Immediate relatives of US citizens including spouses, dependent children and parents are exempt from the priority date. While other family members like married children of US citizens, siblings of US citizens or spouses and children of permanent residents are not exempt from priority dates and have to wait for a visa number. The Department of State publishes the Visa Bulletin every month to announce which priority date is up for which visa category. 

How Are Wait Times Affected by Resident Countries?

Since there is a limit on the number of visas that can be issued each year by the government, there is also a limit on the number of visas issued to the citizens of a single country. According to the US immigration law, no more than 7% of all immigrant visas can be granted to the citizens of one country every year. Therefore, applicants from countries that submit a high volume of applications every year experience longer waiting times. This includes citizens of China, India, Mexico and the Philippines.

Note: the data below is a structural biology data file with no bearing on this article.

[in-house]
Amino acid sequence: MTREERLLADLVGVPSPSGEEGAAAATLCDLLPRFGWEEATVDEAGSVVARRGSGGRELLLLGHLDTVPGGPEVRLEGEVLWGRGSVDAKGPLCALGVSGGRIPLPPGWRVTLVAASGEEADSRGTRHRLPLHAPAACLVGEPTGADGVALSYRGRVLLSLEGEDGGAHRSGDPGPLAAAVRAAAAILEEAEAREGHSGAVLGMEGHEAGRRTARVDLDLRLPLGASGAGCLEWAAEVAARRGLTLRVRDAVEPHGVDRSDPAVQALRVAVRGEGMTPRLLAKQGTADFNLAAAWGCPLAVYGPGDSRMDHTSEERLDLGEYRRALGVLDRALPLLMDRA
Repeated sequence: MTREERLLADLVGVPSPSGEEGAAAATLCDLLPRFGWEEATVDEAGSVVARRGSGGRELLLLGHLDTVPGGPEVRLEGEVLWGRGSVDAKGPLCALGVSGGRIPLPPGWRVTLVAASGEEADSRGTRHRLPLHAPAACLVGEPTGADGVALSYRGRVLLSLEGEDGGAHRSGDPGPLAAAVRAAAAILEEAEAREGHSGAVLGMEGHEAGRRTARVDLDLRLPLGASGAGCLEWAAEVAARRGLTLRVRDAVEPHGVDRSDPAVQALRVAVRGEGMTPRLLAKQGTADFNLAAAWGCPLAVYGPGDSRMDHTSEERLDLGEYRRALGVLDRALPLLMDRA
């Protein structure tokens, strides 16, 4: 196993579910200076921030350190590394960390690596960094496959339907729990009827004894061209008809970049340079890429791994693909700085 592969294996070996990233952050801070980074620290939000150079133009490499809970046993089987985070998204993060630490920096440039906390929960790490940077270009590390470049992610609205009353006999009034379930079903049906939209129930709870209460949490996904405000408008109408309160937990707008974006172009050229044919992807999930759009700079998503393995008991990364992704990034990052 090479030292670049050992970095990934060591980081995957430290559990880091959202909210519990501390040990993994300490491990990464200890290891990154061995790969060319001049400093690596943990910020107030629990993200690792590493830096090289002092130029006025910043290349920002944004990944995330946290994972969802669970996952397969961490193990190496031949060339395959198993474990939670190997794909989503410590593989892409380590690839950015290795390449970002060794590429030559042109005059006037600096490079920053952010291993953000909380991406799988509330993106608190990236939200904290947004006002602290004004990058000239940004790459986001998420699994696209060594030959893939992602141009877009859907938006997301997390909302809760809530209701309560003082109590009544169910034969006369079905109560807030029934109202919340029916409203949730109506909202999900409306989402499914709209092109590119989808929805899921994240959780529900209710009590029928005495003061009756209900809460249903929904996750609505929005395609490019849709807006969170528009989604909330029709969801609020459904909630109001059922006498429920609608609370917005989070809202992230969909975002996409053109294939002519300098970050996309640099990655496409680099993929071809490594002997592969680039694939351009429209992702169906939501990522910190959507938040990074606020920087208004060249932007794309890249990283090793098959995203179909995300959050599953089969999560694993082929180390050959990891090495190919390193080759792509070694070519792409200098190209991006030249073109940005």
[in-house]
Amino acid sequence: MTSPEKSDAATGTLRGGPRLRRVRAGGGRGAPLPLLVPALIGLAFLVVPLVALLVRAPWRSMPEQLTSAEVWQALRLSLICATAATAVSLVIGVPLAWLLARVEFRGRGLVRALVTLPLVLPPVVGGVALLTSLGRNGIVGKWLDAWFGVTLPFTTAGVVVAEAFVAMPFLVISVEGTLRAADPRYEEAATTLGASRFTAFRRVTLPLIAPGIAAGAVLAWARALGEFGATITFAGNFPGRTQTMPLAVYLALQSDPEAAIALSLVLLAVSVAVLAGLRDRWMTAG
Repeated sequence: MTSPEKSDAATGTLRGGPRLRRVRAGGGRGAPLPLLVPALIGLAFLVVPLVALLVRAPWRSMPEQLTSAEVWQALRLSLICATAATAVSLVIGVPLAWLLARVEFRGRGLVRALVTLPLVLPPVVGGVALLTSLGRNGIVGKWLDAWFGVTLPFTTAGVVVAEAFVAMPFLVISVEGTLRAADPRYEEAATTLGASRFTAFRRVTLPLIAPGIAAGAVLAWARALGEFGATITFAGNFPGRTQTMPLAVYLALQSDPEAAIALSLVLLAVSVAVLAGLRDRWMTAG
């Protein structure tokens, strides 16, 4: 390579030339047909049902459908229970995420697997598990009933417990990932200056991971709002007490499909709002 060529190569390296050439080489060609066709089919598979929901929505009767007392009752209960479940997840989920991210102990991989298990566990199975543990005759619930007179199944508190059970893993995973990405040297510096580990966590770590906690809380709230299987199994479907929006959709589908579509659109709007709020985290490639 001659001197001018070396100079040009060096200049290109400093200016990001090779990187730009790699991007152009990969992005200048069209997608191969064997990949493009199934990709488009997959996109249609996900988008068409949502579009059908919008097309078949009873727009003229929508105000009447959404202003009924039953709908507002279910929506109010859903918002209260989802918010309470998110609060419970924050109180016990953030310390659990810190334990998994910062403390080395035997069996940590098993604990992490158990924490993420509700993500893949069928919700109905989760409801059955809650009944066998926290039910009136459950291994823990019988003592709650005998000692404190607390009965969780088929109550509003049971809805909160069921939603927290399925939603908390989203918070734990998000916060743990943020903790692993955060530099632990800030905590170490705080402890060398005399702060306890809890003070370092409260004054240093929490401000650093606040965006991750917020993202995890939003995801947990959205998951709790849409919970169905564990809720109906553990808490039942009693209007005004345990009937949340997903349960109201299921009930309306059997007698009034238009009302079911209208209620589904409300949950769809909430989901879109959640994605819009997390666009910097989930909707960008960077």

Wait times for Indians and Mexicans have grown by 4 and half years and 3 years and 2 months respectively since 1991, a year after country quotas were imposed. Indians had the longest waiting period of all the countries, 8 and a half years, in 2018, according to the statistics compiled by the CATO institute. The average waiting time was 6 years for all immigrant visa categories.

Waiting times for non-immediate relatives are the longest. Currently, the wait time for Filipino siblings of adult American citizens is an average of 23 years. Even children over the age of 21 that are either Filipino or Mexican have to wait for 22 years to be eligible for a green card. Family-based and employment-based visas have the longest waiting times. The future waiting times are even grimmer, increasingly reflecting, more applicants will die before receiving a chance to apply for a green card.